I stick by what I said about editing the .ASPX files, it is very easy adding new content in HTML using Sharepoint Designer, however, it’s the master page that is proving to be the big problem. We wanted to edit the structure of the website, change the navigation and the shape of the site completely, this isn’t covered in Office 365 ‘Out-0f-the-box’ tools, so the sites master page needs to be edited. This is a problem, Microsoft does not allow you to edit the master page provided and leaves the user stuck with what they give you, the phrase “You’ll get nothing and like it!” springs to mind.
One user claims to have a workaround for this, copying and editing a masterpage outside of Sharepoint, reinserting it into the correct folder and editing the .ASPX files to accept the new master page. I’ll report back once I have tested this.
Microsoft Office 365 comes with an external customer facing website for the users. This is a prebuilt website using a prebuilt master page and CSS file. Office 365 gives the users the ability to easily update the website directly from the 365 Team Site, using the inbuilt tools provided. The user has the ability to add/remove pages, edit content and insert gadgets. Gadgets can be a useful tool to the developer, it allows certain useful objects to be inserted into the site without any programming knowledge at all, for example, the user can add an interactive map into their site, giving the consumer directions on how to reach their store, the user can also add a ‘contact us’ form into the site which will send an email direct to whoever deals with consumer questions. This is not the extent of the site customization.
We have found that many websites reviewing Office 365 have had an issue in the web development side of things, claiming that there are very few ways a user can customize their site. They say that a user is not able to edit the the HTML of the site, however, I have found this a fairly simple thing to accomplish. An external web .ASPX page can be taken from Microsoft Workspace 2010 and opened in Sharepoint designer. From here I have easily been able to add new content into the website in HTML form, for example, I inserted the Database that I created the previous day into the site using an iframe, this was fairly easy and it looked very appealing. Unfortunately, their issues with the web development area aren’t completely unfounded. When editing the external page, I realised I needed to alter the master page file, after sometime it became clear that it was hidden from the user. This meant that I was not able to edit the entire look of the page at all. Although there is a way to work around this, the user can create another master page from scratch and upload this onto the server and direct the site pages to this master page rather than its original master page.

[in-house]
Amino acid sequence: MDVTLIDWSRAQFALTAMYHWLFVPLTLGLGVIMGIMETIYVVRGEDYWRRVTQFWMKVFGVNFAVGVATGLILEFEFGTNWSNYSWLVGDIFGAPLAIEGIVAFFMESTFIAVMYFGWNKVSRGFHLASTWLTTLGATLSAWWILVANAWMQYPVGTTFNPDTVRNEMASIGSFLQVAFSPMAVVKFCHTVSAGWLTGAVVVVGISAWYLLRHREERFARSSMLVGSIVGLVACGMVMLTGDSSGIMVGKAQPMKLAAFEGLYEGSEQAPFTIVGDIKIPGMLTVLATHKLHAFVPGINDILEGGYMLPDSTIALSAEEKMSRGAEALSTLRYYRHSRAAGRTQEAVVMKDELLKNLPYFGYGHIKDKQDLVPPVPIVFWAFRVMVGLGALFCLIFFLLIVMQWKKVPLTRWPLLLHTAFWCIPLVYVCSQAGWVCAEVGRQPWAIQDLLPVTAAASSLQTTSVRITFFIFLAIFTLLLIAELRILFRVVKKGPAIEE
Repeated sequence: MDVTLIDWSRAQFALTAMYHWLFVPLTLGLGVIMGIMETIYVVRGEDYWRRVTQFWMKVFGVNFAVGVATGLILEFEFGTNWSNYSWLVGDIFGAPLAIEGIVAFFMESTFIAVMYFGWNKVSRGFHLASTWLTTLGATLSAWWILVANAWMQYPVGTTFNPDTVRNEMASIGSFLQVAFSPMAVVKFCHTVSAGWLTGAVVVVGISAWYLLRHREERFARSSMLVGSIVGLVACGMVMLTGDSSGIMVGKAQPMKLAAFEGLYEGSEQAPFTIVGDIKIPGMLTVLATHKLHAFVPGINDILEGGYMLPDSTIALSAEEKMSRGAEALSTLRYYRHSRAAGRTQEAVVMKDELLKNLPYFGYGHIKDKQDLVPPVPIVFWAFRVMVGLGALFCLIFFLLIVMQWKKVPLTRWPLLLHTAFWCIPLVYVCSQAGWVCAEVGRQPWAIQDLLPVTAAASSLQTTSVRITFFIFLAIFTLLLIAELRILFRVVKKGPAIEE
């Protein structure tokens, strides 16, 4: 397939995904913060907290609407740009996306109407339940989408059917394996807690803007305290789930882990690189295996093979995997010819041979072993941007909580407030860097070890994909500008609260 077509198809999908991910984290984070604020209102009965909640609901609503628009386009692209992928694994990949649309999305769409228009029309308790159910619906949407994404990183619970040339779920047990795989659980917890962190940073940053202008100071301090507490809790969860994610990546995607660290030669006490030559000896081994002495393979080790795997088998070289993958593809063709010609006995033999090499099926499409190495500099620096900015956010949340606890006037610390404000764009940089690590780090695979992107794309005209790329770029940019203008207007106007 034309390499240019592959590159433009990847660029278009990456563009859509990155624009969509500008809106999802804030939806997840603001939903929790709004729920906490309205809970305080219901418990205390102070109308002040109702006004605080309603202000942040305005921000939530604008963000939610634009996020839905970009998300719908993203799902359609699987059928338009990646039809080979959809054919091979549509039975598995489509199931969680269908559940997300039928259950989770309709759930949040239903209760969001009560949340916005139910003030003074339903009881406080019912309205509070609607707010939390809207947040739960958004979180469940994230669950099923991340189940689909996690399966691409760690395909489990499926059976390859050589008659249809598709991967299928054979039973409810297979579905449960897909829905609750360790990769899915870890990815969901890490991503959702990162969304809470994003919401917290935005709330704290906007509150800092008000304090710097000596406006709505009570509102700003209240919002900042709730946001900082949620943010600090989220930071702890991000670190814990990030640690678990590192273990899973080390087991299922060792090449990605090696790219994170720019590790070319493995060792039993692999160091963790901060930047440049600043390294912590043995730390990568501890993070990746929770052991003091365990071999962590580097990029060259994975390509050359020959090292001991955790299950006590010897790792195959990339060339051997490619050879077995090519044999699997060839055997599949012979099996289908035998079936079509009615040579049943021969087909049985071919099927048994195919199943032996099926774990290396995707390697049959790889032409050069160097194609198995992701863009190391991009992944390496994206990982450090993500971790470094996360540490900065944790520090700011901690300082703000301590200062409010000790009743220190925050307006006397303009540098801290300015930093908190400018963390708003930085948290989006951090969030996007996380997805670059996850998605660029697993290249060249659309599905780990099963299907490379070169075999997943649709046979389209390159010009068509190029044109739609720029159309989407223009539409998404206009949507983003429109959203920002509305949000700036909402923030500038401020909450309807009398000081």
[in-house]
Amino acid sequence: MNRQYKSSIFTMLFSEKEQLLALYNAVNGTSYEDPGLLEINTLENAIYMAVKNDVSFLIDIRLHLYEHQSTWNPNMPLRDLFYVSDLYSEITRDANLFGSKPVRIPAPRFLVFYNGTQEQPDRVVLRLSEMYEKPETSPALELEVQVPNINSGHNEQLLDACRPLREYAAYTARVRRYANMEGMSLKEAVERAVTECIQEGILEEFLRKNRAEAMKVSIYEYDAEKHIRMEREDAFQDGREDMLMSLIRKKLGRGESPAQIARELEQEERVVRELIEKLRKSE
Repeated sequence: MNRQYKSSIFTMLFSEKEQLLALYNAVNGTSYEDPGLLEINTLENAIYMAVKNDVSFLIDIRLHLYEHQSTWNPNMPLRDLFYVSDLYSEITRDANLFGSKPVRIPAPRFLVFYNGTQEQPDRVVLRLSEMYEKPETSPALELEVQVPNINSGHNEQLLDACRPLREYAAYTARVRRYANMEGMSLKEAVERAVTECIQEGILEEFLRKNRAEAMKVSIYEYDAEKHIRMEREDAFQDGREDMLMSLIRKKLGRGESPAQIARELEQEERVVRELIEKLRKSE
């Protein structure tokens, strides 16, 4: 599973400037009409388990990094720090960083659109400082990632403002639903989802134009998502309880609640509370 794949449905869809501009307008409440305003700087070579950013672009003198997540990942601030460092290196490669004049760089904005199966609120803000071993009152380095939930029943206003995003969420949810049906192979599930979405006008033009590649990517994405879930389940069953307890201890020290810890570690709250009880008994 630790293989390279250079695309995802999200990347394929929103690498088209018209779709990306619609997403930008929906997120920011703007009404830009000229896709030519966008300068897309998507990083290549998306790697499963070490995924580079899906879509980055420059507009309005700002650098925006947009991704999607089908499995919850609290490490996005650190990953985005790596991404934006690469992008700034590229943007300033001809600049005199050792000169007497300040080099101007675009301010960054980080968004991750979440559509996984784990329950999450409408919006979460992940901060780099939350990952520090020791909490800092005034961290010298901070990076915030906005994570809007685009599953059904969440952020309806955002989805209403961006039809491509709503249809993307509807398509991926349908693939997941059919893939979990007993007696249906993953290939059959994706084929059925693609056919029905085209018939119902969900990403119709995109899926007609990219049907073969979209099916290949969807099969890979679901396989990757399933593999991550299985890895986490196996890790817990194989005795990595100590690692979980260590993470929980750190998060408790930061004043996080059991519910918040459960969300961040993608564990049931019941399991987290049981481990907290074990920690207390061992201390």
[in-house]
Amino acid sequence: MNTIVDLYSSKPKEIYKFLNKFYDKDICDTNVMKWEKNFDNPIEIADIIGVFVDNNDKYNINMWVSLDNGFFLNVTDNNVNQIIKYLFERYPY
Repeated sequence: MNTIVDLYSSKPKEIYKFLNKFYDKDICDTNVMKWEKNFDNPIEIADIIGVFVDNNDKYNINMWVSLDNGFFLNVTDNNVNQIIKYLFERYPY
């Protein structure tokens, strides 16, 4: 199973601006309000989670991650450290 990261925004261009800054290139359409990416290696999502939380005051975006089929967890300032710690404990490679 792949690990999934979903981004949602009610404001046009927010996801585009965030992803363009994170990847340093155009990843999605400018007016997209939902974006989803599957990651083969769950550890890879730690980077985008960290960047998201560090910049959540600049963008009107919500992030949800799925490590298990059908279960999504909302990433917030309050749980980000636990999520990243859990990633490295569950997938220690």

This custimazation allows the developer create the customer facing site, making it look however they want and not just an extension of Sharepoint and Office 365.
Office 365 integration with the Office desktop apps appear to be quite useful and impressive, however, there are still some problems with it. One flaw we found was with the compatibility between web and desktop apps. I found my self rather annoyed that after creating a mock payrole Excel spreadsheet and uploading it to SharePoint Online, it could not be viewed on the 365 website, this was because the desktop appwas not fully compatible with the web app. There are certain features that the desktop app has which the web app cannot use, in the spreadsheet that I created I used validation fields in some cells, this feature was not supported int eh web app there for not accessible on 365. Granted the file can still be opened from the Cloud on the desktop app but the user might not always have Microsoft Excel installed on their machine. Although not fully explored this is true for other Office desktop features. I find this to be a huge flaw in Office 365 and I would hope that this is sorted out for the release version.